Mengedoht next argues that it was error to instruct on the statutory right-of-way because Lau had forfeited the right-of-way by stopping prior to the accident.  In support of this argument, Mengedoht cites Wright v. Minneapolis St. Ry. Co., 222 Minn. 105, 111, 23 N.W.2d 347, 353 (1946). 

In Wright, a pedestrian was injured by a streetcar when he walked in front of it in an intersection without traffic-control signals.  Id. at 107, 23 N.W.2d at 351.  At the time the pedestrian entered the intersection and walked in front of the streetcar, the streetcar was stopped in the crosswalk.  Id. at 111, 23 N.W.2d at 353.  The district court provided a jury instruction that appears to have been premised on Minn. Stat. § 169.21, subd. 2 (1945), but was a paraphrase that essentially asked the jury to decide liability by resolving the parties’ competing claims to the right-of-way.  The district court instructed:

[I]f the streetcar had entered the intersection and had crossed the southerly crosswalk of that intersection before this boy stepped from the curb into the street, then the streetcar would have had the right of way.  But if the boy had stepped from the curb onto the crosswalk with the intention of proceeding in an easterly direction on the southerly crosswalk, before the streetcar had entered the intersection, then the boy would have had the right of way.


Id. at 108-09, 23 N.W.2d at 351-52.  The supreme court determined that this was “a correct abstract rule of law,” but it had no application to the facts because it was undisputed that the streetcar had crossed the crosswalk before it stopped.  Id. at 111, 23 N.W.2d at 353.  The supreme court observed that a stopped vehicle has no right-of-way over a pedestrian in a roadway, and a pedestrian has no right-of-way over a vehicle, moving or stopped, in the crosswalk.  Id.  Accordingly, it held that the district court should not have given any instruction on right-of-way, but should have relied on the “ordinary rules of negligence without regard to any claimed right of way.”  Id. 

The Wright decision is distinguishable from the present case.  It is undisputed that Lau had stopped, but it is not claimed that he stopped after he crossed the crosswalk.  Further, there is conflicting evidence regarding whether Lau was still stopped when Mengedoht reached and entered the intersection.  Under these circumstances, the question whether Lau forfeited the right-of-way, by remaining stopped when Mengedoht entered the crosswalk, was a fact issue to be decided by the jury.  See Johnson v. Waleteke, 498 N.W.2d 541, 542 (Minn. App. 1989), review denied (Minn. Jan. 12, 1990) (stating that the jury is responsible for making reasonable inferences from the facts and determining the credibility of witnesses).  Unlike Wright, where both parties’ claims to the right-of-way were rejected as a matter of law, the parties’ claims to the right-of-way here turn on a question of fact.  Therefore, we conclude it was appropriate to instruct the jury on the law of right-of-way. 

The next question is whether the jury instruction adequately describes the conditions under which Lau would forfeit the right-of-way.  That is, would Mengedoht be prejudiced by the instruction if the jury found that Lau’s truck was still stopped when Mengedoht entered the roadway?  We conclude he would not because the instruction contemplates that Lau would forfeit the right-of-way (i.e., Lau must “yield the right-of-way”) if he was still stopped when Mengedoht was “crossing the roadway within a marked crosswalk * * * .”  Minn. Stat. § 169.21, subd. 2(a).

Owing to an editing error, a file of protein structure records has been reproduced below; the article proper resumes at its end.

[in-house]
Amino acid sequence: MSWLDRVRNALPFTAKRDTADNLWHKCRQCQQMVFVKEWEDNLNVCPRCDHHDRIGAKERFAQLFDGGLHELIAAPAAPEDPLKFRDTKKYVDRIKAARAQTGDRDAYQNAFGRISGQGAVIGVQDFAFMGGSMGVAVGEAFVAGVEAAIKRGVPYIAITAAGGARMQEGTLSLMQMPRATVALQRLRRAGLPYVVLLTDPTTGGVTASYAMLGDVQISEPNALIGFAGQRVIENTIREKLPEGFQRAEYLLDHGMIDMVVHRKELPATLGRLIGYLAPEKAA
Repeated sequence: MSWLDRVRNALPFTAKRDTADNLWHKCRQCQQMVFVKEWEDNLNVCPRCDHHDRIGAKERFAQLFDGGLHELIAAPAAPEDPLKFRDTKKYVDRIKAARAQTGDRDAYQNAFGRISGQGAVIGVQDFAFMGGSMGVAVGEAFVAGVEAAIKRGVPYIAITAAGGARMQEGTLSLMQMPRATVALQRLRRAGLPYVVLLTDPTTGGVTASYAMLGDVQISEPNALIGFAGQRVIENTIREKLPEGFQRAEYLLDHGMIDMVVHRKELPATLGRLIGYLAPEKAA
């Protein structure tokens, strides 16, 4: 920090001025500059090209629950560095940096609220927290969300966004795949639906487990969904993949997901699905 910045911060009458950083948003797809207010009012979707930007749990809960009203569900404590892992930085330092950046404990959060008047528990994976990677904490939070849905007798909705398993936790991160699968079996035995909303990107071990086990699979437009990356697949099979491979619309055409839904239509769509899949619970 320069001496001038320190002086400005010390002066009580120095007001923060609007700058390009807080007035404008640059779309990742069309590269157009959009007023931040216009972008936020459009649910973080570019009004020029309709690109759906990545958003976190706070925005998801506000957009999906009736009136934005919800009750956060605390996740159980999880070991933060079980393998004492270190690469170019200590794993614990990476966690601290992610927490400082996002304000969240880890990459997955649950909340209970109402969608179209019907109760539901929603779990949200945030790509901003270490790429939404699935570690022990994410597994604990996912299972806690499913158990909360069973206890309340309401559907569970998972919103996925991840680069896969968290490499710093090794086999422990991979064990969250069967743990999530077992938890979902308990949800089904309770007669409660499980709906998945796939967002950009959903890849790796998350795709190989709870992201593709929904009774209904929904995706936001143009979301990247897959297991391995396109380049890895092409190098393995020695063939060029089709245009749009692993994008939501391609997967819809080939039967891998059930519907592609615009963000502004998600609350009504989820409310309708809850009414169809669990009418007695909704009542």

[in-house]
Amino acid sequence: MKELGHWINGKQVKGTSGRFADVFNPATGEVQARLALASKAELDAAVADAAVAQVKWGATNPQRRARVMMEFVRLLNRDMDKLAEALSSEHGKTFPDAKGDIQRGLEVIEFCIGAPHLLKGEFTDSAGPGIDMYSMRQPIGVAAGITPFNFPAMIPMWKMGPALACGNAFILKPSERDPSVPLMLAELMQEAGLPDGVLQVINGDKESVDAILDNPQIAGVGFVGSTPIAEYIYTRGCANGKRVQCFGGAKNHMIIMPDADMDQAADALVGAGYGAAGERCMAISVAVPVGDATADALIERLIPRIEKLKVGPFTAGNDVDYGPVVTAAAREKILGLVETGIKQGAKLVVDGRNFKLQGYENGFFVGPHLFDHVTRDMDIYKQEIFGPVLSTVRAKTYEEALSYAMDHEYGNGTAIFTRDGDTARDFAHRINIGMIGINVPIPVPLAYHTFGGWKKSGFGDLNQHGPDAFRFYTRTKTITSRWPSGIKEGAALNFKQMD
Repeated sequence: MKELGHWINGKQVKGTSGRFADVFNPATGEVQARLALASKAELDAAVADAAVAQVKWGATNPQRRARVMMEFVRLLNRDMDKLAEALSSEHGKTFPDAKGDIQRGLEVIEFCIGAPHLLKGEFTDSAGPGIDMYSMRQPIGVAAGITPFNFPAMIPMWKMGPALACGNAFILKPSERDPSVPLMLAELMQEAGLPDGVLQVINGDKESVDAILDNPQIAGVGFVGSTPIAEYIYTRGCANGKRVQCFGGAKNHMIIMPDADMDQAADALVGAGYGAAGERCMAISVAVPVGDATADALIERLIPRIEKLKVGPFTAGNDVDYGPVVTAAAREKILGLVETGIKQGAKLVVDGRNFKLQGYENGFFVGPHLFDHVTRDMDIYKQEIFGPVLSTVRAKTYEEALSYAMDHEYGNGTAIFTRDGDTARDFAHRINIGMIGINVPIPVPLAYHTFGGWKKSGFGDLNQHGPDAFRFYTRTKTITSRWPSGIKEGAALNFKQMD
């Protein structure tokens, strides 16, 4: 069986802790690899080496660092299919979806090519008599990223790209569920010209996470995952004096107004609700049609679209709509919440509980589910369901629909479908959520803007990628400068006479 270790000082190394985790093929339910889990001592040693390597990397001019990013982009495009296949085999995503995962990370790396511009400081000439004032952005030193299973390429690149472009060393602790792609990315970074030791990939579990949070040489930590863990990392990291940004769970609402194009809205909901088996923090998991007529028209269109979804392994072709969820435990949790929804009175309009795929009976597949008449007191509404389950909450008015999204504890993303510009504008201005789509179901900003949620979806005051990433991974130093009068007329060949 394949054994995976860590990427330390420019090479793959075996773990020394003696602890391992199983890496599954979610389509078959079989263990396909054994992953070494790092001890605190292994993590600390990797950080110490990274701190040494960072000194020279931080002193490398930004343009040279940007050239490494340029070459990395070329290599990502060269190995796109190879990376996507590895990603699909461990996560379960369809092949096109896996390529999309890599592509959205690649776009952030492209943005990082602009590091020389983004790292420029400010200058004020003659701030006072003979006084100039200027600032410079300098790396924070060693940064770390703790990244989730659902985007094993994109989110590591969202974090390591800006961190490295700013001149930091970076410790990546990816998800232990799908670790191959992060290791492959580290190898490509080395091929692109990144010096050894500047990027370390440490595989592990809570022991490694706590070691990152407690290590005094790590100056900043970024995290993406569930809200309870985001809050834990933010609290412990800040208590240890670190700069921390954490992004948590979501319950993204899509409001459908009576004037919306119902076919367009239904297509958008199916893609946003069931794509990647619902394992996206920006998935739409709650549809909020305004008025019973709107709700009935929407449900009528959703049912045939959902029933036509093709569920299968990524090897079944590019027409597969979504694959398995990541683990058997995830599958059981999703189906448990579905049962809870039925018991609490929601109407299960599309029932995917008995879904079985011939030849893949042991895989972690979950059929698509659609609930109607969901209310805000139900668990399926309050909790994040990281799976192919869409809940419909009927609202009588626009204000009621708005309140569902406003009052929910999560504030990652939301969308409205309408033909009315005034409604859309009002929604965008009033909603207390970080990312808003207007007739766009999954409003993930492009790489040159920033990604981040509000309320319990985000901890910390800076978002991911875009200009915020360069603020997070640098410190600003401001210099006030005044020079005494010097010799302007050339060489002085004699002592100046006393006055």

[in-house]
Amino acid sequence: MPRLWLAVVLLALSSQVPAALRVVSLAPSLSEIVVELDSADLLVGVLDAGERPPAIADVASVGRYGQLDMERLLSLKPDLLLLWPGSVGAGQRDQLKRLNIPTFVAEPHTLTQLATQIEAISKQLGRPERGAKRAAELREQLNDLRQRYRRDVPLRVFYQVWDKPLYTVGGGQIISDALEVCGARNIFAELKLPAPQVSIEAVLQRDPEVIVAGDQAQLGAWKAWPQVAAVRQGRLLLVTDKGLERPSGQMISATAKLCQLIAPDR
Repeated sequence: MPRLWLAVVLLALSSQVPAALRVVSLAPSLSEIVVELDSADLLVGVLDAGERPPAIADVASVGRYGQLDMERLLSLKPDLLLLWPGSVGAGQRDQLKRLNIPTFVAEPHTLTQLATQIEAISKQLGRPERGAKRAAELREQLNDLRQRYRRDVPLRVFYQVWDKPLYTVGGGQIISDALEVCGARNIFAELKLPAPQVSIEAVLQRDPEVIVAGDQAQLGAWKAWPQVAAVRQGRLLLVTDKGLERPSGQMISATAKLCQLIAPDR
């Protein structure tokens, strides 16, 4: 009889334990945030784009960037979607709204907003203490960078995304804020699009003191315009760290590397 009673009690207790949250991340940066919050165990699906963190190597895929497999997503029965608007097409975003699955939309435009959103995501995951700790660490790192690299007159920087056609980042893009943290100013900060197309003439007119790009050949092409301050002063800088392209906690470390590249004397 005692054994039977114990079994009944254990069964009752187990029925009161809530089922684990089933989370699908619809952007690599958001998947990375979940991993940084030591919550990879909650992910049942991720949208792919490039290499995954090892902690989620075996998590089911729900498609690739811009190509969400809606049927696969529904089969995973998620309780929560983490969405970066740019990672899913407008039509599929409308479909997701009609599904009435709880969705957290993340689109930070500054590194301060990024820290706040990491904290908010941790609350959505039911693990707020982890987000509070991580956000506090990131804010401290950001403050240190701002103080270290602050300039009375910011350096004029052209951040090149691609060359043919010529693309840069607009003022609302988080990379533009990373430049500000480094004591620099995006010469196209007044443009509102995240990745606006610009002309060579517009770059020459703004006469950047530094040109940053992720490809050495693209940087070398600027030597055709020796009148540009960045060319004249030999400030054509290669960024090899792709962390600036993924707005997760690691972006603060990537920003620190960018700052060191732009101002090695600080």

Because the right-of-way instruction correctly states the law, does not prejudice either party, and enabled the jury to decide the facts that would determine whether or not Lau had forfeited the right-of-way, the district court properly exercised its discretion by denying Mengedoht’s motion for a new trial.  See H Window Co., 596 N.W.2d at 277. 


            Mengedoht also argues that he is entitled to JNOV or a new trial because the evidence compels a finding that Lau’s negligence was a direct cause of the accident.

Mengedoht maintains that Lau was negligent as a matter of law because he failed to see Mengedoht, who was in plain view.  But the jury found that Lau was negligent, presumably because he did not see Mengedoht.  The critical question is whether a reasonable person could find  that Lau’s negligence did not directly cause Mengedoht’s injury.  Causation is a fact issue that is usually left for the jury, but may be decided as a matter of law when reasonable minds can arrive at only one conclusion.  Gustafson v. Chestnut, 515 N.W.2d 114, 116 (Minn. App. 1994) (citations omitted).

Viewing the evidence in the light most favorable to the verdict, the jury could have reasonably concluded that Lau was negligent in not seeing Mengedoht, but that Mengedoht’s negligence in entering the intersection without stopping, after Lau had already begun moving to make a right turn, was the direct cause of the accident.

Because the jury’s causation finding is supported by competent evidence that sustains the verdict, the district court did not abuse its discretion by denying Mengedoht’s alternative motion for JNOV or a new trial.


* Retired judge of the district court, serving as judge of the Minnesota Court of  Appeals by appointment pursuant to Minn. Const. art. VI, § 10.

[1] The court and parties agreed that (1) Mengedoht was subject to the same rights and duties as a pedestrian because he was riding on the sidewalk, and (2) no local ordinance prohibits bicyclists from riding on the sidewalk.